"Born Ruffians' Super-Packed Show Makes For Tough Viewing"

The night began with openers Allie Hughes and The Magic.
Hughes, dolled-up in a bride costume, dazzled the crowd with her outrageously entertaining theatrical flare and Broadway-bound voice.
- Chart Attack

"Her Favorite Things (Sarah Liss)"

Being a song-and-dance man (or woman) may be an asset in getting you a gig hosting the Oscars, but it rarely proves helpful when you’re trying to make it as a respected working musician of the singer-songwriter variety. Too often, artists who attempt to cross over from musical theatre to independent rock or pop suffer from an excess of theatricality.

Though many artists with a background in performance bring meticulous technical training to the table, it’s rare to see someone straddle the line between soft-shoe entertainer and viable troubadour without channelling nightmarish memories of Corky and the Juice Pigs. When a musician pulls it off with grace, it’s cause for celebration. So we should celebrate Toronto’s Allie Hughes, who’s currently balancing a stint in the production of “zany” musical A New Brain at the Berkeley Street Theatre with a month-long weekly residency at the Drake, which wraps up Monday (March 2).

“Credibility is a word that definitely springs to mind when it comes to crossing over,” laughs Hughes, who is refreshingly frank about the pitfalls that await musical theatre geeks who aspire to be rock darlings. She’s about to list some particular gong shows she’s witnessed, but stops short, scolding herself for being openly critical of “my friends’ projects.”

It’s not just Hughes’ ability to juggle an exhausting onstage schedule that deserves kudos; her songs are charming and free of cheesy High School Musical kitsch. She writes in a sparkling pop style with slight elements of jazz and cabaret that betray her pedigree, and her vocals often bubble over into striking classical and operatic runs.

She also has a keen storyteller’s ability to write narratives that suit her smart hooks. Perhaps the best testament to her indie bona fides, though, is the fact that her band is made up of remarkably talented players from the local indie scene: Thom Gill, Steven McKay and Bram Gielen, whose credits include Bruce Peninsula and Katie Stelmanis’ backing band (of which Hughes was briefly a member). She credits Stelmanis with helping her curry favour and broaden her contacts within the indie community.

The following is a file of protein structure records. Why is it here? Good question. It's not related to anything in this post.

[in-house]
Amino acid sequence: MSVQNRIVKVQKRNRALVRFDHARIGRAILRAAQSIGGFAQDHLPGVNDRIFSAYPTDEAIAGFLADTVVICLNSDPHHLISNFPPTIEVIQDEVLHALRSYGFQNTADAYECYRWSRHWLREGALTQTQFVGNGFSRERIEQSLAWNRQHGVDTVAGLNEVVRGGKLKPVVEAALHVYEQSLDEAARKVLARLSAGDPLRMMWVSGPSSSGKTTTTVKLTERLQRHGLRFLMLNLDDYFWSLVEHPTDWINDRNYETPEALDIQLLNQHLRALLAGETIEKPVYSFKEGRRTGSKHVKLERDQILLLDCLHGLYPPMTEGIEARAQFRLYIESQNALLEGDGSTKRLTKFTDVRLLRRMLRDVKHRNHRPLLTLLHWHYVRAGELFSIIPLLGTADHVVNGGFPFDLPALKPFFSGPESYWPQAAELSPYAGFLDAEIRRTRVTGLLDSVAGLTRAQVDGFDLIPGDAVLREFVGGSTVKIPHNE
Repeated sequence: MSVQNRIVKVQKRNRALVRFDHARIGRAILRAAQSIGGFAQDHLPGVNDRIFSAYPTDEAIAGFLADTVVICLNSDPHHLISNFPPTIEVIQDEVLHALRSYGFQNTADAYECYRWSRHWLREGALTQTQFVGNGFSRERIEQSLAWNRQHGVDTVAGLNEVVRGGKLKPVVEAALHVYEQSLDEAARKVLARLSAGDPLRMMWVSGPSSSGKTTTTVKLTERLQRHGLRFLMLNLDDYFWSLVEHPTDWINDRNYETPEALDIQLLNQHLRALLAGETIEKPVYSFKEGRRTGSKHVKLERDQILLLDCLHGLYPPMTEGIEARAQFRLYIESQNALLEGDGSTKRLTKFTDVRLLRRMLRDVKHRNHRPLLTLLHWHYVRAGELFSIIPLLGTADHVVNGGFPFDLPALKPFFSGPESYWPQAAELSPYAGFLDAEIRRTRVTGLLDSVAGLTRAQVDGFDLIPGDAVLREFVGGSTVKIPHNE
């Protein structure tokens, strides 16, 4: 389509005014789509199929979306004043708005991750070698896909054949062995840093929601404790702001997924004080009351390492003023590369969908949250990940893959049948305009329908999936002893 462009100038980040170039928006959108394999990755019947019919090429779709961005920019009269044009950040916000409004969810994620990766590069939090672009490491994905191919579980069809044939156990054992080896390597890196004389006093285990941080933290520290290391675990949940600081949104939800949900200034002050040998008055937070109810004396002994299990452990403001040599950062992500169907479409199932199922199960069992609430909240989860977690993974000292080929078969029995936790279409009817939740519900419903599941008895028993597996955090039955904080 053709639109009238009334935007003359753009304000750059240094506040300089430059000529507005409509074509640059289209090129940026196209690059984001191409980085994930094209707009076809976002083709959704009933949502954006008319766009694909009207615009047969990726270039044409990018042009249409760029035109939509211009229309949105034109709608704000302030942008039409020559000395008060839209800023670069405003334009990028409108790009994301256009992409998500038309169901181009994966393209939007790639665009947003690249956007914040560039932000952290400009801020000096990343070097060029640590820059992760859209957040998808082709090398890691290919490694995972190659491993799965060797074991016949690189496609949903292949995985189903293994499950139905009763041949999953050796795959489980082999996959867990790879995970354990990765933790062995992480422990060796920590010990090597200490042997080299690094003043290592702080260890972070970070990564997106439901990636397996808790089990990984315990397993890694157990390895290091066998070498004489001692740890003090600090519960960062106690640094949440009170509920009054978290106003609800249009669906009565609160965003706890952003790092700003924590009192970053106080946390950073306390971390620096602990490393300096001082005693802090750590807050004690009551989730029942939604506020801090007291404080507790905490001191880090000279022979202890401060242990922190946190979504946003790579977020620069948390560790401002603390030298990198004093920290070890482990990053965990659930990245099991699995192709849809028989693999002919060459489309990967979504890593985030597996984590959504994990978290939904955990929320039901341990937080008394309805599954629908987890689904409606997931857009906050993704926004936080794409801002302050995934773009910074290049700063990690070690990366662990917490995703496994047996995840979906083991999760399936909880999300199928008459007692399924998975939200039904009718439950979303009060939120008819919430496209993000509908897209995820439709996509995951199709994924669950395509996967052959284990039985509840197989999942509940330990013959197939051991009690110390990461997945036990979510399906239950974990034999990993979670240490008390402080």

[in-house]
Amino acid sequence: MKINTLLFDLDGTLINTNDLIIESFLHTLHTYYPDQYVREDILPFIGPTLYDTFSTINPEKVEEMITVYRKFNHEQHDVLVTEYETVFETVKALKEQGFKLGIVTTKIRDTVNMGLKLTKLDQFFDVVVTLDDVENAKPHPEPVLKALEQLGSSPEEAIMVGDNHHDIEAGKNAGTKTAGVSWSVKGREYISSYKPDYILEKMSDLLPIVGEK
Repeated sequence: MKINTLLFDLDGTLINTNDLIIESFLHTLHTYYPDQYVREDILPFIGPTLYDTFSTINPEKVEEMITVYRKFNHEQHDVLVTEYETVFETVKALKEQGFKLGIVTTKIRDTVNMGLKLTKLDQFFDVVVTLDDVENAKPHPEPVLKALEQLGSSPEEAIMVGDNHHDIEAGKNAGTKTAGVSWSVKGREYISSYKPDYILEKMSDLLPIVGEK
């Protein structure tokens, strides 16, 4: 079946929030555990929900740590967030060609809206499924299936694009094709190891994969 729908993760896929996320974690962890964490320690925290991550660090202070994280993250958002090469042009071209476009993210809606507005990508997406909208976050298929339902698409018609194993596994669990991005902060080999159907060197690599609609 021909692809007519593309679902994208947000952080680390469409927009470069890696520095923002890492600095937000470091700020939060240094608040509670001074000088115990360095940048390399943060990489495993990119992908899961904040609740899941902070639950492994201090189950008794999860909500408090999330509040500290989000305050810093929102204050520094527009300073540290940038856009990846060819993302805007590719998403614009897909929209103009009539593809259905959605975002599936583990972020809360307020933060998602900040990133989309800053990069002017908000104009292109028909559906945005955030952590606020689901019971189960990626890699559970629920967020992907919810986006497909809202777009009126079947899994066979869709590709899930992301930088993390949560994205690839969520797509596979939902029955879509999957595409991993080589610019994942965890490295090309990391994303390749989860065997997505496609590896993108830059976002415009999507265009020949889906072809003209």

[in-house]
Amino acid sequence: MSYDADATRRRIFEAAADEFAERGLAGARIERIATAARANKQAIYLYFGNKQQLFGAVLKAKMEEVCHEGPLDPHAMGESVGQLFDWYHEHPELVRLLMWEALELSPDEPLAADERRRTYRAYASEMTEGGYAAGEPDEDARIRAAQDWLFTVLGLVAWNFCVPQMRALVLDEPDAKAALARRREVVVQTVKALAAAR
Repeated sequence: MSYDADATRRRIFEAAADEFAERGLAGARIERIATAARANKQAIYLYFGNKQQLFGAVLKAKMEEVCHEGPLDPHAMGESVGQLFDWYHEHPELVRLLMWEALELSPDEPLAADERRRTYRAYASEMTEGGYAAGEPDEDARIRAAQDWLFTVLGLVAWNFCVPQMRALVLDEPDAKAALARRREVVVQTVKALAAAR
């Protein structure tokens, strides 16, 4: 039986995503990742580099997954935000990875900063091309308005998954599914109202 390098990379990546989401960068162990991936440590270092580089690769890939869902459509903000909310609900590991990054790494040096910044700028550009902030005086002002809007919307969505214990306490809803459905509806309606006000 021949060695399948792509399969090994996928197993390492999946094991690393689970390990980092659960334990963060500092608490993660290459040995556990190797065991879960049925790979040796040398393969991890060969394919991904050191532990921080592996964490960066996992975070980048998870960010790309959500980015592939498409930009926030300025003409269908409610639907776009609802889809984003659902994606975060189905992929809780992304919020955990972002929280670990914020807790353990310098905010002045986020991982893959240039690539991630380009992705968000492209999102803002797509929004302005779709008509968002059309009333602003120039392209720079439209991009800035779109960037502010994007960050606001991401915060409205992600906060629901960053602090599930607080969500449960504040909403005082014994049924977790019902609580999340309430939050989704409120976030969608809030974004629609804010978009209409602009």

“I do know there’s a theatricality to what I do,” she admits. “The word ‘quirky’ gets used a lot — pretty much every time I do a performance. But I feel like as a songwriter I still have a lot to learn and a lot to listen to and be influenced by. I mean,” she giggles nervously, “not to say my songs are bad. I think they’re pretty good, but….”

Hughes has an innate critical candour, which seems like one of the more productive results of her background. (She graduated from Sheridan’s Musical Theatre program.) Experiencing constant blunt rejections on the audition circuit certainly forces artists to be realistic about the scope of their skills. In Hughes’ case, some of those critiques happened in an even more public forum: she was one of the aspiring rogue nuns in last summer’s CBC reality series How Do You Solve A Problem Like Maria?

Naysayers would see that line in her CV as yet another strike against Hughes’ credibility, but she feels differently. She’s sanguine about her participation in the series.

“The first two episodes, the documentary segment where we went to ‘Maria School,’ felt really sketchy. I almost quit. I was in Katie’s band, and we were about to open for Basia Bulat on tour, but I ended up staying because the producers said Andrew Lloyd Webber was interested in me.